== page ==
7. BillGarlandJr

    Grip slide

    Have you tried some kind of grip lotion? Might be all you need to keep your hands from sliding around.
  8. BillGarlandJr

    P320 X5 Thread

    That looks great. What tip did you use?
  9. BillGarlandJr

    P320 X5 Thread

    When applying Springer grip tape I clean, use a heat gun, etc....what I’ve had to do to keep it from sliding around is apply some Gorilla Glue to the edges. That has kept it in place even in hot weather, and me really torquing the crap out of the grip. I imagine the same thing would help the Talon tape to stay put too.
  10. BillGarlandJr

    X-five rear sight ? (one or two springs under it?)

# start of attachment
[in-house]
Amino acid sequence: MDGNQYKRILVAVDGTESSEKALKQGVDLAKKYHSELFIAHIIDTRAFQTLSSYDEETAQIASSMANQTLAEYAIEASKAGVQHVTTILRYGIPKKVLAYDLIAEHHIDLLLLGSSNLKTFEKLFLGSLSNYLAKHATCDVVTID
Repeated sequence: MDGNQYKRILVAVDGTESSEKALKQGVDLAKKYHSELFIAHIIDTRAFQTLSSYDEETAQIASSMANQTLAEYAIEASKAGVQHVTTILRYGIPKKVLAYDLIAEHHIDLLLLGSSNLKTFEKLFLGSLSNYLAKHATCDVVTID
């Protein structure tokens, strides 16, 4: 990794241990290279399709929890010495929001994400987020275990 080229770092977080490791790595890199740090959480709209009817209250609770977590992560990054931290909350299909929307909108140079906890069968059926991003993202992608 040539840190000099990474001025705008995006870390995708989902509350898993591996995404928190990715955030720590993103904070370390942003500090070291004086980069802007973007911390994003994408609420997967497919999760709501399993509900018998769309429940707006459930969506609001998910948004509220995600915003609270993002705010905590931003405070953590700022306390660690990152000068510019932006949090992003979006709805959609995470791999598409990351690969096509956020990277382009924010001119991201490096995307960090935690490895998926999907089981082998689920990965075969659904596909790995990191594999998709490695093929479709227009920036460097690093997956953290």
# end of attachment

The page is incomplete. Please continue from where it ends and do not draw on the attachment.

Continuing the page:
The front sight on the Xfive is a Dawson. I’ve gone to a .205 tall front, which has allowed me to keep the rear sight screwed down lower in its adjustment range. What you had happen sounds similar to what I’ve experienced with an Xfive I purchased recently. The build date of mine is the end of March 2018, and what the problem was is I wasn’t feeling really positive clicks when turning the adjustment screw for elevation adjustments. It turned very easily. Too easily. I shot mine to get it zeroed, and what I was finding is the only thing holding the adjustment screw in place was the tension provided by the springs you speak of in your post. So what would happen is when the slide moved reward in recoil the sight would get pushed down which caused the springs to get depressed, thus letting up on the tension holding the elevation screw in place, which caused the screw to “loosen” with each shot. Instead of holding an elevation setting the point of impact would move up with each shot. I suppose if I shot enough rounds the screw would have come all the way out eventually and caused the springs to come flying out like with your pistol. I contacted Sig and the customer service rep I spoke to was sort of clueless as to what I was talking about, but he did send a shipping label to send the pistol back to Sig so they can fix it. I was kind of disappointed I have to send the entire pistol back to get a removable rear sight issue taken care of, but what the heck, they’re paying for it. At any rate, I’d give Sig a call. Once you get that squared away you’ll have a great pistol. I love mine. I have one I purchased in July of last year and it has been totally reliable.